FRM News Flash – July 2020

The HALO Initiative

Due to the on-going Covid-19 crisis, many airlines have quickly implemented quite dramatic changes to their crew planning processes recently, managing to do what many would consider almost impossible in the given time frame. Examples range from rule changes, enhanced teaming of pilots and cabin crew, to publication of crew rosters one week at a time instead of monthly.

As a result of working with many of these operators, and recognising similarities between them, Jeppesen has launched what we call the HALO Initiative. HALO was first presented to the industry in a webinar in late June and the initiative consolidates the work done into easily installed plug-ins to the Jeppesen Crew solution suite.

The areas initially in focus for HALO, being recurring patterns, are dealing with destination restrictions, exposure and improved management of high volatility in timetables. At this point, HALO introduces the following packages for Jeppesen Crew Pairing and Rostering users:

  • Destination Restrictions: rules for how crew are allowed to combine destinations in their rosters. Example: ‘Crew that visit station X, cannot go to station Y for N number of days’
  • Timetable analysis: Quickly understanding the changes imposed by an updated timetable, supporting taking the right planning decisions. Provides overview and detailed analysis for understanding the difference between pairing solutions, and builds on the Jeppesen Calibration functionality.
  • Reporting: This package gives the means to directly produce reports in Excel format for efficient communication with other stakeholders not having access to Jeppesen systems.
  • Crew Teaming: minimizing exposure for crew to others, while building operationally robust pairings and rosters.

The HALO packages are available to Jeppesen crew solution customers through the normal service/support organization and have been built to support both manual planning and analysis, but also fully automatic optimization runs that simultaneously consider all other objectives (including fatigue risk using BAM).

Fatigue Risk Modelling Supporting ‘Special Operations’

Recently, Jeppesen has assisted several operators with fatigue risk modelling for performing what is referred to as ‘special operations’. It has been in response to new restrictions on crew layovers, new scheduling patterns and for example ‘repatriation flights’ that go beyond current regulatory rules.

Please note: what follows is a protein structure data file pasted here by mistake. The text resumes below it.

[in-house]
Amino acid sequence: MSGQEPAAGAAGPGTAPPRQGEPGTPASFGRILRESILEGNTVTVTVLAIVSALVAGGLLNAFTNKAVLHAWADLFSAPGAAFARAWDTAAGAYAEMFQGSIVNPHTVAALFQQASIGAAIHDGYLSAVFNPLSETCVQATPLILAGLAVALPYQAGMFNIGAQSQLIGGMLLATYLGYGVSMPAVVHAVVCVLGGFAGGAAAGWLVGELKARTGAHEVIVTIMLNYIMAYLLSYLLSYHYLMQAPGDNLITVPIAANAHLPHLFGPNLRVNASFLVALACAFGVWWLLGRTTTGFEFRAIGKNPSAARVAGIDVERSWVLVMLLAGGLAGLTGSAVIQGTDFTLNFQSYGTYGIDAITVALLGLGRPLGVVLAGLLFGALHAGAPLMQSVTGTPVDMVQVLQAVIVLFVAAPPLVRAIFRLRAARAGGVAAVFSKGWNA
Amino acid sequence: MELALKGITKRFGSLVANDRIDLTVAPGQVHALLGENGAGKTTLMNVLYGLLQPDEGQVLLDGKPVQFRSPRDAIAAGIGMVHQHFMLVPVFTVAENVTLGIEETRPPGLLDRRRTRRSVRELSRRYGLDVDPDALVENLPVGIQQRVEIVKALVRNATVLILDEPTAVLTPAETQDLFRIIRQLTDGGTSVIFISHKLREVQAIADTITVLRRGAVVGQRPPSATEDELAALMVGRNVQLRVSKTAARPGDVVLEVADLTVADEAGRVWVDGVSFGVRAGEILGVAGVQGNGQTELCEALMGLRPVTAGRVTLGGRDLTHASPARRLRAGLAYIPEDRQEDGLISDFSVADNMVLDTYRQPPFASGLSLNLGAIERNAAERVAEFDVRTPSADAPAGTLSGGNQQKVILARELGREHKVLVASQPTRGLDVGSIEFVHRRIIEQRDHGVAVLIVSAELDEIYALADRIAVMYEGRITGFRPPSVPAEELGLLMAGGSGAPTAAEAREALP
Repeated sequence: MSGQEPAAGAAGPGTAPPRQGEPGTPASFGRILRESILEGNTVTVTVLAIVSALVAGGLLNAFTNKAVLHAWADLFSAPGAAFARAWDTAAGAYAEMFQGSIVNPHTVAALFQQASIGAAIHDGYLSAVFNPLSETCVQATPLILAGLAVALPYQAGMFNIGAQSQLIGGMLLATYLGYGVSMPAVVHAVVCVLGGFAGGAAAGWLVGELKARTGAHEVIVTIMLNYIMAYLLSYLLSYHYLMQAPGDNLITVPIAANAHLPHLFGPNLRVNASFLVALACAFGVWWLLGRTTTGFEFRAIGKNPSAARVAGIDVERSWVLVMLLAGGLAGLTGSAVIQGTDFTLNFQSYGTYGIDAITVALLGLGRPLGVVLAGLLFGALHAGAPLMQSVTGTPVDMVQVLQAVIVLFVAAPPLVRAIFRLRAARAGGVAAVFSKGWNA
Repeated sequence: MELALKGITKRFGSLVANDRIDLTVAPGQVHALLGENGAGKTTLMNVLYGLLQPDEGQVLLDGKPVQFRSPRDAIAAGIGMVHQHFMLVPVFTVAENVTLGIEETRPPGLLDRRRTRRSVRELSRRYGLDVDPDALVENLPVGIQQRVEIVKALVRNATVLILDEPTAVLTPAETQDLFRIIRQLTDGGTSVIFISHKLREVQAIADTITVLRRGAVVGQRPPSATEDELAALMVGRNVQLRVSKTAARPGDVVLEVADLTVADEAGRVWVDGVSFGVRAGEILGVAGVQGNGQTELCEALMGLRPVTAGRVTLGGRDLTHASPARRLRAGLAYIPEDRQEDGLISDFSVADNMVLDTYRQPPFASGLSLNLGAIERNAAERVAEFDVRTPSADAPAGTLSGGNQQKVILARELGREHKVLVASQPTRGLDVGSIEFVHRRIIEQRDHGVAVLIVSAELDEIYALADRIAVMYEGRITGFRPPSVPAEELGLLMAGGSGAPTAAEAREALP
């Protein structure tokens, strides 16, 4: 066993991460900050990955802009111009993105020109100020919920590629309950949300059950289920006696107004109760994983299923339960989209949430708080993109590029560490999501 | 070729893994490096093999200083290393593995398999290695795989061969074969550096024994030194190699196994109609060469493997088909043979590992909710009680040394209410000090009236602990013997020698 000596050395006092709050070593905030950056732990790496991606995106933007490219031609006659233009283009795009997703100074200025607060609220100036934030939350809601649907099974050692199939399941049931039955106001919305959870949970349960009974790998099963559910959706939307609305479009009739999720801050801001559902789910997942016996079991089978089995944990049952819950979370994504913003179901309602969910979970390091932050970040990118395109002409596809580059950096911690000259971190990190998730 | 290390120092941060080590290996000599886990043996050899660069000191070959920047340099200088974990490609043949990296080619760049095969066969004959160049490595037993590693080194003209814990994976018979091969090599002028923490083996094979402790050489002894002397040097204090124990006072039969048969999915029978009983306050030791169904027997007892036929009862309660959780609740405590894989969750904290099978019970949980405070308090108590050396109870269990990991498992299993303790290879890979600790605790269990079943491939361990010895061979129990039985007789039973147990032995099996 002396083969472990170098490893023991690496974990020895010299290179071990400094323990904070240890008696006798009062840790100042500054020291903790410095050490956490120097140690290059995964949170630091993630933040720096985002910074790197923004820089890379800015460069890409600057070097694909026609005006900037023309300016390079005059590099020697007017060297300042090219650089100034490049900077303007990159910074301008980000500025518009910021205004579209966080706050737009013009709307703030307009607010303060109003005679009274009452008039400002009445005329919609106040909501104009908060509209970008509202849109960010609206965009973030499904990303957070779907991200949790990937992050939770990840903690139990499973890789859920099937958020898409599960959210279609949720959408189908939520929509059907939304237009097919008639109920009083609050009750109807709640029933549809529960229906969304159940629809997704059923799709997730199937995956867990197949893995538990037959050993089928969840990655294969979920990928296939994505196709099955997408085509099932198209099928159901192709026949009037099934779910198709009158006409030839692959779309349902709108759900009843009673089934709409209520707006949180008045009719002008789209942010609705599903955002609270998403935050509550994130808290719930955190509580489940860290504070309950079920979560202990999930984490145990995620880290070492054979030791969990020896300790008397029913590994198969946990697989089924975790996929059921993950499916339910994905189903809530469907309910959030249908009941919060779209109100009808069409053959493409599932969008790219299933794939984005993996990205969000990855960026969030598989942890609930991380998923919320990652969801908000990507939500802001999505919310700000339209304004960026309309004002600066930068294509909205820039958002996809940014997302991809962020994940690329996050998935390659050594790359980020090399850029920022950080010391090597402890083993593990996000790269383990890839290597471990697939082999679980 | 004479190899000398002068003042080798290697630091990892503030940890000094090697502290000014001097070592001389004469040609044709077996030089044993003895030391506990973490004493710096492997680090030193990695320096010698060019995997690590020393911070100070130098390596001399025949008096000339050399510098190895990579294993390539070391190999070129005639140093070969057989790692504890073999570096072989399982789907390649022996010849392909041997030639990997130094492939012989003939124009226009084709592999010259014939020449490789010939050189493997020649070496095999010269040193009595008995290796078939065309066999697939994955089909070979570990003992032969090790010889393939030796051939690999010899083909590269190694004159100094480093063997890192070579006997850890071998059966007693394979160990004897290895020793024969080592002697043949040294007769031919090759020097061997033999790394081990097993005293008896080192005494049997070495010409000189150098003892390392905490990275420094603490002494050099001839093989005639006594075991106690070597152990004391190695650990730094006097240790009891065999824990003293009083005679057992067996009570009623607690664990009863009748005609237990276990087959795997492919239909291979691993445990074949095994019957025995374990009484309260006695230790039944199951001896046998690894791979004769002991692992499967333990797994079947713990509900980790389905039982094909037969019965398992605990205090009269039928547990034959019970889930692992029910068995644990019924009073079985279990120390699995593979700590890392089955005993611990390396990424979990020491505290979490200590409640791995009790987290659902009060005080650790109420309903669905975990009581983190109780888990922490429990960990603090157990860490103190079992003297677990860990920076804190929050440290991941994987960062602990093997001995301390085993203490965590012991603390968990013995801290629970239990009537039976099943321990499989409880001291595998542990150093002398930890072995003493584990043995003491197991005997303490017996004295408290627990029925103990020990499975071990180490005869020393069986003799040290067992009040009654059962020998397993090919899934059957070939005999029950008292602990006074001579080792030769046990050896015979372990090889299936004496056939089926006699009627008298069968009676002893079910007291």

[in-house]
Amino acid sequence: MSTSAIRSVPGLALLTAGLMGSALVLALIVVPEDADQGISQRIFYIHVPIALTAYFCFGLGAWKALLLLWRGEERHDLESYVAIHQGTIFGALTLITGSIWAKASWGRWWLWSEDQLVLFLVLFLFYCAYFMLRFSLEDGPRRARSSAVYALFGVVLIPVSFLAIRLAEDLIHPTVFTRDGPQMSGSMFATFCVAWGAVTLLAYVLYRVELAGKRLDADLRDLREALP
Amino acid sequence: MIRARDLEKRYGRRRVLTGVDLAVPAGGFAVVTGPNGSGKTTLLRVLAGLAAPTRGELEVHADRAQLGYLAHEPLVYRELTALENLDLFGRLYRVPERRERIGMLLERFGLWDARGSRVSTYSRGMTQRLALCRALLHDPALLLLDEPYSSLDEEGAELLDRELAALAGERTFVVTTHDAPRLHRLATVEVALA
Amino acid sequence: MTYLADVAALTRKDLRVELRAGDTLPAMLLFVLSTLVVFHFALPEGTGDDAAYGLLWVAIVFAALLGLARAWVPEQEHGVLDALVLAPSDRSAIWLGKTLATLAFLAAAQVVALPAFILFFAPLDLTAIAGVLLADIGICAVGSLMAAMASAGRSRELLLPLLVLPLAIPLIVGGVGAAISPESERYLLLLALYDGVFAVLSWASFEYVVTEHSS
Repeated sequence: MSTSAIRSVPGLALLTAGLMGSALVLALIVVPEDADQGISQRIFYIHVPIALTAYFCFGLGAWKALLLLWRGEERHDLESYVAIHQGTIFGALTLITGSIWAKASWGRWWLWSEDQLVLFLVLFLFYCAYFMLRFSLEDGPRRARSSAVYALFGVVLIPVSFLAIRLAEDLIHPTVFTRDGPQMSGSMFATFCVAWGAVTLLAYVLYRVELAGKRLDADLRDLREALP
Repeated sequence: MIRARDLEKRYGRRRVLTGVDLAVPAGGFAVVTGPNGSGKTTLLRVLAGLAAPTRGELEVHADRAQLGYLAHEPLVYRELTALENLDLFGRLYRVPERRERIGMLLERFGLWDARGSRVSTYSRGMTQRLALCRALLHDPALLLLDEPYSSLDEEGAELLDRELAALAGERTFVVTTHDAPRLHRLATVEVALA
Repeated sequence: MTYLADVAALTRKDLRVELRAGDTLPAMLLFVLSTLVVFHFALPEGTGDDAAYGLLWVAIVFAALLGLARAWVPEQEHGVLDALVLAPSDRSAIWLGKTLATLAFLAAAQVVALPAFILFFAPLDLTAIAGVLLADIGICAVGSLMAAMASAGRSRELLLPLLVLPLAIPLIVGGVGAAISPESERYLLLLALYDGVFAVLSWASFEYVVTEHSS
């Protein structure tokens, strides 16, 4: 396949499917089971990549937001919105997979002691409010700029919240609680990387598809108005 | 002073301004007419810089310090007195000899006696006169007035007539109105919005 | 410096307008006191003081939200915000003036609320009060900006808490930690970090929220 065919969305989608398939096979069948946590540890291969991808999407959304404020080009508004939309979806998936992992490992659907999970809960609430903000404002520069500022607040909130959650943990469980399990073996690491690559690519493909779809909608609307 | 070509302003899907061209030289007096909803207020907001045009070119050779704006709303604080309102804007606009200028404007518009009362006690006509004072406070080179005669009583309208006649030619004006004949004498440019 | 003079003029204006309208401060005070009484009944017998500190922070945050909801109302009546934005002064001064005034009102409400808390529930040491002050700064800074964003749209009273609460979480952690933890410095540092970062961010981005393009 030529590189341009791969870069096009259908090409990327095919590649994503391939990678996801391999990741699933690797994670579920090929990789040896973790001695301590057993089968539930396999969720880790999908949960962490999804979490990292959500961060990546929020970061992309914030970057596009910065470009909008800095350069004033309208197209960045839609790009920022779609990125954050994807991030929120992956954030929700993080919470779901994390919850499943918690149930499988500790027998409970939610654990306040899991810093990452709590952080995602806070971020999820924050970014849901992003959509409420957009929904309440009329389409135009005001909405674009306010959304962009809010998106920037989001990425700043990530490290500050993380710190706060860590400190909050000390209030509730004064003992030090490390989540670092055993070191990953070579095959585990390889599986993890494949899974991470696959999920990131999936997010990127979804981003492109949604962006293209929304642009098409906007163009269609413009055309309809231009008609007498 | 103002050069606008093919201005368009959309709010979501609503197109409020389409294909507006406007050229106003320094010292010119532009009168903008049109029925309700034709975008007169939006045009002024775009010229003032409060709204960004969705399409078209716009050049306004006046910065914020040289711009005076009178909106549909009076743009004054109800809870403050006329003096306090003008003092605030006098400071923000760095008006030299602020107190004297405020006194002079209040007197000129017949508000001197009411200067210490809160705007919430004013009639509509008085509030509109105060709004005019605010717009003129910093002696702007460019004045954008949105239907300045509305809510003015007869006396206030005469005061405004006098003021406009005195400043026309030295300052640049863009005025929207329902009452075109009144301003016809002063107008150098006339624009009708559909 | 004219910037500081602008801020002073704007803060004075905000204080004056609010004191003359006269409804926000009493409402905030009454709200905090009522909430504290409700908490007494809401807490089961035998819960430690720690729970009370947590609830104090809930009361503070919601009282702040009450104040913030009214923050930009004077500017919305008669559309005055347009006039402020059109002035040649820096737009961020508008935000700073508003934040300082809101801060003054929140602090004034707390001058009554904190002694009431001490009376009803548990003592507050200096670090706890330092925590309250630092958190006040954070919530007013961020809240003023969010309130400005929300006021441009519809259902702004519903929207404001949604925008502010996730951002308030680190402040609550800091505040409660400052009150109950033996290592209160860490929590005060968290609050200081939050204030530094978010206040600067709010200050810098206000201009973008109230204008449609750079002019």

A very capable and useful tool for quickly doing what-if scenarios is CrewAlert Pro. CrewAlert allows for full control of all assumptions, entering any roster pattern and comparing alternative options regarding predicted levels of crew alertness using BAM, as well as comparison of a large number of additional safety performance indicators. Documentation to assist you here is how to deal with scenarios in CrewAlert, investigating fatigue causes, and BAM safety performance indicators.

In case you are one of the operators now facing a need for modelling, comparing and finding the best options for a certain operation, please don’t hesitate to contact us for further advice and material.

Why Sleep Matters More Now Than Ever

A good night’s sleep has perhaps never been more important. Sharing wisdom and debunking myths, sleep scientist Matt Walker discusses the impact of sleep on mind and body — from unleashing your creative powers to boosting your memory and immune health — and details practices you can start (and stop) doing tonight to get some rest. You will find this TED talk discussion through this link.


Webinar on Mentally Healthy Workplaces

Workplace Health and Safety Queensland (Australia) just recently published a webinar with Professor Drew Dawson, as part of  Safe Work Month which is celebrated nationally throughout October in Queensland.